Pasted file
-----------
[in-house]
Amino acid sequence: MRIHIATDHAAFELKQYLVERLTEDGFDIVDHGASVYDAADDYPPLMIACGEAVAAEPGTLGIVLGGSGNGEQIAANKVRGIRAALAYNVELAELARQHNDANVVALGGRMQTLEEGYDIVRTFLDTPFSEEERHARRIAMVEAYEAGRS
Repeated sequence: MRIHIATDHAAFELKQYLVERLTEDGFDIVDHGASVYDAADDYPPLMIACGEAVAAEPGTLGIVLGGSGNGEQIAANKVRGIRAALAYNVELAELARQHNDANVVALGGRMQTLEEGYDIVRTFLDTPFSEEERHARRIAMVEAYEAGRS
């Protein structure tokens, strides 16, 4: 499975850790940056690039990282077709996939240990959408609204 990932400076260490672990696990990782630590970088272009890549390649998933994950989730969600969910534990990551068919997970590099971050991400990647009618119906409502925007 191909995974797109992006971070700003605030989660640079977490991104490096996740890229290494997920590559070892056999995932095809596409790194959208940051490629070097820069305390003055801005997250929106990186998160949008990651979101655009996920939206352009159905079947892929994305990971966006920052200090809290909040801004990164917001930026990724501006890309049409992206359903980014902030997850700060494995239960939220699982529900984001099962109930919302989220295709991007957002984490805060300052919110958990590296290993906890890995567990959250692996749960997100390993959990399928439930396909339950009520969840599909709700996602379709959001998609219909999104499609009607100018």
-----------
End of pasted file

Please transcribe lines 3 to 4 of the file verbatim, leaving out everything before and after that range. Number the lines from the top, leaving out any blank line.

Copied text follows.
Repeated sequence: MRIHIATDHAAFELKQYLVERLTEDGFDIVDHGASVYDAADDYPPLMIACGEAVAAEPGTLGIVLGGSGNGEQIAANKVRGIRAALAYNVELAELARQHNDANVVALGGRMQTLEEGYDIVRTFLDTPFSEEERHARRIAMVEAYEAGRS
């Protein structure tokens, strides 16, 4: 499975850790940056690039990282077709996939240990959408609204 990932400076260490672990696990990782630590970088272009890549390649998933994950989730969600969910534990990551068919997970590099971050991400990647009618119906409502925007 191909995974797109992006971070700003605030989660640079977490991104490096996740890229290494997920590559070892056999995932095809596409790194959208940051490629070097820069305390003055801005997250929106990186998160949008990651979101655009996920939206352009159905079947892929994305990971966006920052200090809290909040801004990164917001930026990724501006890309049409992206359903980014902030997850700060494995239960939220699982529900984001099962109930919302989220295709991007957002984490805060300052919110958990590296290993906890890995567990959250692996749960997100390993959990399928439930396909339950009520969840599909709700996602379709959001998609219909999104499609009607100018």